And the Record for this Summer Comes fromâ€¦ Ezra Furman and the Boyfriends!
There are several reasons why Leipzig is a great place to be in. But if I look at the most recent records I’ve been playing on repeat – one of them being Perpetual Motion People by Ezra Furman – I wish I were in London at the moment. If I were there, I would seize the chance to be part of the next video made for a song from that album.
You donâ€™t believe me that it is that simple? Here is the proof:Â https://www.facebook.com/events/461131250735705/.
(Editor’s note: She’s done something like this before.)
I forgive you if you say â€˜Ezra â€“who?â€™ and are still puzzled about this vow of dedication. This young Chicagoan Rock â€˜nâ€™ Roll musician is definitively someone to watch out for and the making of his videos must be serious fun, judging from the first single of his new album which deals with the alienation that comes with moving a lot. Released in spring already, I stumbled upon it by chance merely hours after it was put online. And what a find it was:
Ezra Furman certainly did not just emerge out of the blue. Almost unnoticed, though, he has released three albums with his band Ezra Furman and the Harpoons already, and after that a crowdfunded solo record. In 2013 he released the mildly more successful The Day of the Dog, the first album with his current band, the Boyfriends. From the cross-dressing attire seen in the video and mentioned in the lyrics, you might have already guessed that he is genderfluid, a topic which is also dealt with in the track â€˜Body Was Madeâ€™. Thematically, itâ€™s like an indie version of Lady Gagaâ€™s â€˜Born This Wayâ€™ that is (more than) okay to like. Naturally he counts David Bowie, Lou Reed of the Velvet Underground, and the Violent Femmes (think â€˜Blister in the Sunâ€™) as his musical influences.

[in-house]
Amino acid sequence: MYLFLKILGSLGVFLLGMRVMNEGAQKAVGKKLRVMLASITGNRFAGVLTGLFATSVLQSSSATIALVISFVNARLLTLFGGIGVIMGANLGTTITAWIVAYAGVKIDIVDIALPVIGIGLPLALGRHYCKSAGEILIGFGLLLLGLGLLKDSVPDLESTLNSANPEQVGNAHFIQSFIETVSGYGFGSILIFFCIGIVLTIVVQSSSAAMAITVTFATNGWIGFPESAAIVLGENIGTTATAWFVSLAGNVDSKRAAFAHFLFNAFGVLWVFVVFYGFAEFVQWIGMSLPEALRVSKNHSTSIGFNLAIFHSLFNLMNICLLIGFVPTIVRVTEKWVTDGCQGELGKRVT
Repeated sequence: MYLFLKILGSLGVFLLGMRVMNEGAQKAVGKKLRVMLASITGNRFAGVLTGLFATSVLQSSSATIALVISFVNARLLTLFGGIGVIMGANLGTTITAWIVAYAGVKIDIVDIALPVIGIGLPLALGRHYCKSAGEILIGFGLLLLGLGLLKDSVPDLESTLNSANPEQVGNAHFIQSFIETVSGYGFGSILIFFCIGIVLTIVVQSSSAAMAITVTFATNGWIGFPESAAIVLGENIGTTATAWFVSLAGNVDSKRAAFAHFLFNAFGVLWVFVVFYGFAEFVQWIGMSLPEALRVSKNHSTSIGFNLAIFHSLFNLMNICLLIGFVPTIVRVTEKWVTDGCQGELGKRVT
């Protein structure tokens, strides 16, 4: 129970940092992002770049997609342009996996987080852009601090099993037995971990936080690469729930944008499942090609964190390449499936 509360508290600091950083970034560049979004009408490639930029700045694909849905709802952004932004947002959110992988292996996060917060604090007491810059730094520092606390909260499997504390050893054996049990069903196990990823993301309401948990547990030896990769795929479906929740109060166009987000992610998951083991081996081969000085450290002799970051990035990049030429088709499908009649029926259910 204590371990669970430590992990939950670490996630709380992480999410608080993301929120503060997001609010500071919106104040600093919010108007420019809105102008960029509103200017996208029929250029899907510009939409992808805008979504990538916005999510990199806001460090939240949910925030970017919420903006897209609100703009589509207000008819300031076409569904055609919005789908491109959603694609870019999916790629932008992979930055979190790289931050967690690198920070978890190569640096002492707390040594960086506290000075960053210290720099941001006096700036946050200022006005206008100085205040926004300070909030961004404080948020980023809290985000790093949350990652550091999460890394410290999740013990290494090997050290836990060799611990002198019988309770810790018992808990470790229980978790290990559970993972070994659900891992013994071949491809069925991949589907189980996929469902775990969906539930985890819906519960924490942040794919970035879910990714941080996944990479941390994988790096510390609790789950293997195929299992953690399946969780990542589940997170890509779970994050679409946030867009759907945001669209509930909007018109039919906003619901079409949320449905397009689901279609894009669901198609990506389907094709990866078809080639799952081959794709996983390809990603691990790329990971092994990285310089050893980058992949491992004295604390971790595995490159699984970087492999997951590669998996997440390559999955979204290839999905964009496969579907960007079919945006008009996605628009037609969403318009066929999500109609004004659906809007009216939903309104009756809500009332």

Considering titles like â€˜Haunted Headâ€™, â€˜Hour of Deepest Needâ€™ and â€˜Can I Sleep in Your Brainâ€™, it’s hardly a surprise that he has dealt, or is in fact still dealing, with depression. He says that itâ€™s a mild form, which is also the reason why he’s never used medication. While he admits that this is not a clever thing to do, he fears that the chemical treatment would harm his creativity. The dark thoughts fortunately do not hinder his unashamedly upbeat sound, as in the jittery â€˜Restless Yearâ€™, â€˜Pot Holesâ€™, (a love letter to San Francisco, the city where he currently lives), or the second single â€˜Lousy Connectionâ€™, all full of the doo-wop-choirs of his Boyfriends, a tinkly piano and saxophone blasts. Mind you, Iâ€™m not particularly fond of saxophones, but in his case I wonâ€™t put up any resistance.
The 13 tracks are a hell of a ride, making 42 minutes feel like much less. So you’ll find that the album length is just perfect to shorten the timespan it takes for you to get to Cospudener See from the main station via tram. Or the bike ride from Gohlis to the Kulkwitzer See. And if you donâ€™t mind travelling a bit further, go catch Ezra and his Boyfriends when they are playing in Hamburg or Cologne in October this year. To see his explosive Punk-Rockâ€™nâ€™Roll performance live is absolutely worth the wait.
Listen to his previous album â€˜Day of the Dogâ€™ here.